The time of year is approaching when cooking can feel a bit more like a chore than usual for me. I choose to eat as seasonally as possible, and from the garden as much as possible, which means that fresh ingredients are scarce, unless I cave and buy them. (I do. Especially things like lettuce and escarole.) The freezers are stocked: blanched chard, kale, broccoli rabe, beet greens, and mustard greens wait to be added to sautés, stews, and soups. Green beans wait to be dropped in boiling water, squeezed a little dry, and cooked in a screaming hot skillet so they get a little brown in spots. There are peppers. There are frozen, canned, and dried tomatoes in a variety of preparations. There are strawberries, blackberries, raspberries and rhubarb, and canned peaches. There is corn. In the refrigerator, there are beets, carrots, rutabagas, and cabbage. There are potatoes (sprouting like mad, but still edible). And there is winter squash. We are definitely not lacking for food. Delicious food.
Don’t get me wrong: I am incredibly grateful for the bounty the garden provides even in the winter.
But I am really ready to be pulling some of it out of the ground instead of the freezer. Given the fact that yesterday the high was 10 degrees, today is 18 degrees, and on Tuesday and Wednesday we’re looking at about a foot of snow, I’m doing a lot of sighing. Spring does not arrive easily, that’s for sure. I won’t be pulling anything fresh out of the ground until the asparagus arrives around the beginning of May.
The winter squashes are a little tired these days, too. The butternut squash did well last summer, and though we have eaten lots and given plenty away, there are still six or so left. At this point in the winter, they are old and drying up a little (my skin sympathizes…). I eyeball them every time I throw a log on the fire in the room where they live, and they stare back accusingly. “Use us or lose us,” they are saying. So this week I have decided to get busy with that.
Prep for older butternut is the same as for fresh, with the added step of cutting out the stringy middle bits. Unless I am roasting it for puree, in which case I don’t bother. A y-peeler, like the one in the top photo, is your friend for speedily peeling the squash. (Which you do not really have to do if you are roasting it. Scrub it well and proceed.)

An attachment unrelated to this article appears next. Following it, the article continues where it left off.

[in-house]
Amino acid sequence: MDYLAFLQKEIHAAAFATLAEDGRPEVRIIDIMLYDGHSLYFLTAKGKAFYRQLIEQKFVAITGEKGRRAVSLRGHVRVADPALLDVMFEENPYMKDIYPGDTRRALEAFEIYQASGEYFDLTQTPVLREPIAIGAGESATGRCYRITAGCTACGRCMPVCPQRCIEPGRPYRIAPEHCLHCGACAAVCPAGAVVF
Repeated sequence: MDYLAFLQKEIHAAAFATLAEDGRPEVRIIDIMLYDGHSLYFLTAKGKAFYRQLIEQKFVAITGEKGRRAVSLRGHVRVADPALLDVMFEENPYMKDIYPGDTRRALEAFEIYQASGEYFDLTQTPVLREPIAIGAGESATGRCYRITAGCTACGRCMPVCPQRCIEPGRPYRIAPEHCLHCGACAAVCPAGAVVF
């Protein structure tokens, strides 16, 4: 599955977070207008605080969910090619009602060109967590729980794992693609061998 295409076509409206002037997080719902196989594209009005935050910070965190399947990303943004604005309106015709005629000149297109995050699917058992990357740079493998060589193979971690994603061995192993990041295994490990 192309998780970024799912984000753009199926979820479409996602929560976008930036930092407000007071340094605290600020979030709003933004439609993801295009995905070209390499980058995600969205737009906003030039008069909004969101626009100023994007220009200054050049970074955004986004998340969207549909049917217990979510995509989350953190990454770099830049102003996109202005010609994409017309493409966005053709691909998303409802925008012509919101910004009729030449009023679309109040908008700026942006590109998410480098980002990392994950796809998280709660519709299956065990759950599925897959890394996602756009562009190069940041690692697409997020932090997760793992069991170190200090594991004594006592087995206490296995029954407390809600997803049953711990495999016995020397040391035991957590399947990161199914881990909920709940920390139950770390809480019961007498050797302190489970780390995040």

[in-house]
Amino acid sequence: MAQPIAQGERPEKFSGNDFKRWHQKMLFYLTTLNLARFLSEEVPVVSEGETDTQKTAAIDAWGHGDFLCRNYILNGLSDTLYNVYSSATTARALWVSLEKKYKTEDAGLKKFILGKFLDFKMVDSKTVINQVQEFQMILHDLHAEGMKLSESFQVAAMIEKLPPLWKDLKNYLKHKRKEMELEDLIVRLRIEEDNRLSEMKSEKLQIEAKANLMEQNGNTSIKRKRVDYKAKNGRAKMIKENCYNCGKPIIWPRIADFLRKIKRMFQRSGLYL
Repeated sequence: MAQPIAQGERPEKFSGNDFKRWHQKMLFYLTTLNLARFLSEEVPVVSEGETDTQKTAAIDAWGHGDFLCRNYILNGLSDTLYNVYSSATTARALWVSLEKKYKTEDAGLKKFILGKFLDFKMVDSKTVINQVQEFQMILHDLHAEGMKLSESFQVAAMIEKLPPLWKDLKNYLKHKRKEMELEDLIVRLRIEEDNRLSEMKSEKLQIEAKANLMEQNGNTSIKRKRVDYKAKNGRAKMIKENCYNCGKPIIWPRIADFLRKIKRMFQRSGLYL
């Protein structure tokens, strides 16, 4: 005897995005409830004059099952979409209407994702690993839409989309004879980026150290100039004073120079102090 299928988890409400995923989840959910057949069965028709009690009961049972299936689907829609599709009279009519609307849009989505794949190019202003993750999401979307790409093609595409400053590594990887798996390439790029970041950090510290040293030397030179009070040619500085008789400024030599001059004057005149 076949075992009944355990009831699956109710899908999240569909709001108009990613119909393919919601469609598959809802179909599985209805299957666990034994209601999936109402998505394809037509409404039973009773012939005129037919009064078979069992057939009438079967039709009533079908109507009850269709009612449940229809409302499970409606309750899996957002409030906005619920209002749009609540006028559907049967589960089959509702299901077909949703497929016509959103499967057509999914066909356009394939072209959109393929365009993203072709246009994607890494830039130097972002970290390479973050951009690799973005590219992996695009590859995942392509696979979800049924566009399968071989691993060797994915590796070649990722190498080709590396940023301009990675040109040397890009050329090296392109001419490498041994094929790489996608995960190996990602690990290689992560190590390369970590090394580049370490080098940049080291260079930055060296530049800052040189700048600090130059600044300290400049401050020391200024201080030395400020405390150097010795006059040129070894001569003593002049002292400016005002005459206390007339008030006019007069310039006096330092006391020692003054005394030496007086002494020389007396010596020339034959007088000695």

Butternut squash has a million uses. Slice it thinly, roast it until tender, and top a pizza with the squash, caramelized onions, and gruyere. Add it to a chili with beef and black beans. Make a savory oatmeal. Halve it, scoop out the seeds, and roast it cut-side down until it starts to collapse, and then puree it in the food processor. The resulting puree needs little more than broth to turn it into a velvety soup, and it can be used anywhere you might use canned pumpkin (put it in a fine-mesh sieve to drain some of the water out before using it in baked goods).
A recipe I plan to make later in the week turns the puree into an Alfredo sauce for pasta. Yes, please.
A friend recently made a squash, apple, and cheddar calzone for her take-out food business, and it got me thinking about those flavors. I combined them with maple syrup, thyme, Swiss chard, and a splash of balsamic vinegar and piled everything into a pie crust for a galette. The leftover filling and crust trimmings turned into a cute little turnover that will make a perfect lunch. (A bonus of the freezing weather is that I just placed the baking sheet on the picnic table outside to let the crust set before popping it in the oven. There was no room for it in the freezer…)
With all of the variety available, maybe cooking this week won’t be so bad, after all.